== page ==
On a Tough Day, Enman “Settles” for the Win

by EJN Comments (0) Articles, Racing

Kasie looked locked in early on, courtesy of Scott Mason Photo.

Kasie Enman had won the Vermont City Marathon before. A win is nice, but a win wasn’t the goal. Faster times were on her mind. Kasie had to settle for the win in the 2015 edition of the race as her ‘A’ goal of getting the OTQ slipped away early on.

Enman had previously qualified for The Trials in 2008 and 2012 and wants to get back to it again in 2016. Although her winning time of 2:49:03 also enabled her to double-dip in the winnings as the top Vermont woman, the money couldn’t buy the necessary satisfaction. “I’d trade the prize money for seven minutes of time in a second,” Kasie joked.

The win was nice, but the primary goal, the reason she was racing that day was to get that OTQ of 2:43. For Enman that time is faster than what she’s doing right now but nowhere near as fast as the 2:37 that she owns for a PR (from the ’08 Trials). She’s capable of it, certainly, but it just wasn’t in the cards that day. “I’m not somebody who crashes and burns in the last 10k or after mile 20. If I can lock into the pace from the start then it’s gonna be a good day. If I’m off, I’m off in the beginning and that’s how it was today.”

For one thing, charlie horses in her feet and calves definitely didn’t help, so the fact that she was able to get under 2:50 while battling that is extremely impressive. But knowing that it’s not your day, at least not your day to achieve that top goal, is a hard mental pill to swallow in a distance like the marathon. “I fell off that so early on in the race that I had to make an adjustment to stay motivated, keep pushing even though that just not happening.”

The injury woes that plagued her on her build up to VCM (which wasn’t much of a build up due to said injuries) didn’t flare up on race day. In fact it was so encouraging that Kasie thought she could build off the momentum of race day instead of taking significant time to recover. That will go a long way towards helping her to achieve the OTQ goal.

Not only was Kasie the VCM champion, but she also earned the USATF-NE title as this race doubled as the association championship for the half marathon. Her next closest competition was Joanna Johnson (WMDP), who came through in 2:52:17. The two were separated by less than 30 seconds through 20 miles, so Kasie really opened it up over the last 10k. Denise Sandahl, the defending champ from the 2014 edition of the USATF-NE grand prix circuit, was in contention early but had to drop just after mile 20 due to illness.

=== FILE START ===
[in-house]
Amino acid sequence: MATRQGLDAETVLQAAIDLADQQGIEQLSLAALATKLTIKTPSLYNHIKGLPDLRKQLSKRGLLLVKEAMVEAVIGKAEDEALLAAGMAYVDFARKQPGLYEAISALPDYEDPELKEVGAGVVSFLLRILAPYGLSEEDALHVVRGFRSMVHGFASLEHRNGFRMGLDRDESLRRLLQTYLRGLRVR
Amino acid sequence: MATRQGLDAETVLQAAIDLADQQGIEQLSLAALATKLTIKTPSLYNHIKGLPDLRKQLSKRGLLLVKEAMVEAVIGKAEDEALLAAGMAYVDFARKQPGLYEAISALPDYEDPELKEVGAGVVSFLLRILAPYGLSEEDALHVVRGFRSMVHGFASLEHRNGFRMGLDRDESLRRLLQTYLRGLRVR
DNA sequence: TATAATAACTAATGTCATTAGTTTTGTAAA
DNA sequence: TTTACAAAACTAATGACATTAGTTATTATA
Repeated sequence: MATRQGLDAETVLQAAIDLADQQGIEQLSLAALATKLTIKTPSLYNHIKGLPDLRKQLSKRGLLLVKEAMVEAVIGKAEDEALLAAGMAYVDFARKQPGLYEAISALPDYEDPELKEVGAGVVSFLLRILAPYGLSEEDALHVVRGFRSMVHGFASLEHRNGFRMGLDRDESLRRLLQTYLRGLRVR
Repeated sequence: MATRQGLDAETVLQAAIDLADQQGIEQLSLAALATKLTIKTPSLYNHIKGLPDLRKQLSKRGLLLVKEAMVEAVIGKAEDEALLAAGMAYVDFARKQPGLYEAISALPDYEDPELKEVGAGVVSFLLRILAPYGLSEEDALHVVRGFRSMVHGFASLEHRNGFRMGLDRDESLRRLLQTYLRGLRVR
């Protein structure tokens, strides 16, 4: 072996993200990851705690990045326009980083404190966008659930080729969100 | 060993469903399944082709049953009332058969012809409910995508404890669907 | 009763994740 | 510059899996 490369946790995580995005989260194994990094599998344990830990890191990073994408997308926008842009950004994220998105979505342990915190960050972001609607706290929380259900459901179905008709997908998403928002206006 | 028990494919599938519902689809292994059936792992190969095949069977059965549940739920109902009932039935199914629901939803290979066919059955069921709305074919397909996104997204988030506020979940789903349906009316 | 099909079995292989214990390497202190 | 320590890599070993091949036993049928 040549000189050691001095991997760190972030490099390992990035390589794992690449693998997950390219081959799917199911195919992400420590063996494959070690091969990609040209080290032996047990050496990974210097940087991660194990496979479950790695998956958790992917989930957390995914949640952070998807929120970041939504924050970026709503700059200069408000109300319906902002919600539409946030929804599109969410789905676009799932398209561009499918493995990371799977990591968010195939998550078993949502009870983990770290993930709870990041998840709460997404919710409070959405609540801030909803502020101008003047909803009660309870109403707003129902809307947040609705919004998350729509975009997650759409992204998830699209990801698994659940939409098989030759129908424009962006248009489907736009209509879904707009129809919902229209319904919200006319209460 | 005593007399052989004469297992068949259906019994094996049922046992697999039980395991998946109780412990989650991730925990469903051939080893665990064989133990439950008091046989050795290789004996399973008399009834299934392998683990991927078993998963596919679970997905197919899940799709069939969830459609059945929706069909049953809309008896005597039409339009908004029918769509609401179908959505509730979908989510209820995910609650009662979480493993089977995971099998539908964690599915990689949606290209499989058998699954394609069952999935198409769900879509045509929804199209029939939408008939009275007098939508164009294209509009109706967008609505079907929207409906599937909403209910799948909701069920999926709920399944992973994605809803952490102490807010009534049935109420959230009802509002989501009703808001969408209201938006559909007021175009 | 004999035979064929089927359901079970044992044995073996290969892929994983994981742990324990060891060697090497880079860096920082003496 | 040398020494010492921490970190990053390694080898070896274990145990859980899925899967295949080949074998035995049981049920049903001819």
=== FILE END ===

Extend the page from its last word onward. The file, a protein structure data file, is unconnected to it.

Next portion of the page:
After Kasie crossed the line, there was a very nice moment where Jess Cover, Director of Marketing & Communications for RunVermont and one of Kasie’s Green Mountain Athletic Association teammates, greeted her with a congratulatory hug. It may have also been one of a comforting kind since Jess probably knew that Kasie really wanted that ‘A’ standard. Either way, it made for a memorable finish.

Immediately after that, Kasie’s focus was entirely on her team and not on her own performance. She had very good reason to be excited too. The GMAA picked up a couple of accolades, including:

  • 3rd overall, David Sinclair (2:26:17)
  • 1st masters, Tom Thurston (2:41:53)
  • First place team, open men
  • First place team, masters men
  • First place team, senior men
  • First place team, open women
  • 2nd place team, masters women
  • 2nd place team, senior women

Rounding out the open women’s podium was Leah Frost (2:54:31). Care to guess which team she competes for? Yup…GMAA. So they also took two of the top 3 spots for the ladies. In a landscape as competitive as the USATF-NE circuit is, especially for teams, that is a really impressive haul.

For the masters, it was Tammy Richards who somewhat surprisingly came away with the win. The 41 year old from VT didn’t show up in the pre-race invited runners list so not many eyes were on her when people were looking at who might take it. But Richards came through with a 2:59:30 and finished 89th overall in the deep field.

Leslie O’Dell finished 4th overall for the ladies in 2:55:55.

Hot on her heels was Mary-Lynn Currier, the ultimate Grand Master. The 51 year old showed the young masters that speed doesn’t disappear with age, running a 3:01:30 and securing the top senior spot along with 2nd masters. In fact, that was good for 8th overall woman. Not too shabby!

Diane Senecal was in the mix for top masters early on but she ended up having to lay down for a couple of minutes due to heart palpitations. Diane then got up and finished in a time of 3:07:46, good for 4th masters overall. Let that sink in for a few minutes. She stopped to lay down because of heart palpitations. Most people would probably drop due to that (and for good reason). She took a breather, and then resumed kicking ass. Amazing.

Christin Doneski ran a 3:09:25 and finished as 6th masters runner. There’s no podium spot for that, but if they gave out awards for the friendliest, or most polite runners, she would take that prize. When Christin runs by you and sees you cheering for her, she doesn’t just smile. She’ll ask how you’re doing. It’s awesome. There’s video from the race of her going by chatting up a storm but it was tough to make out what she was saying over the roar of the crowd. Even running up the Battery Street hill she was cracking jokes to the Level.

Here’s our full interview with Kasie after the race, including some race footage:

And finally, check out Scott Mason Photo’s gallery of the event. They make great souvenirs, either for yourself or that special runner in your life that just ran the race!

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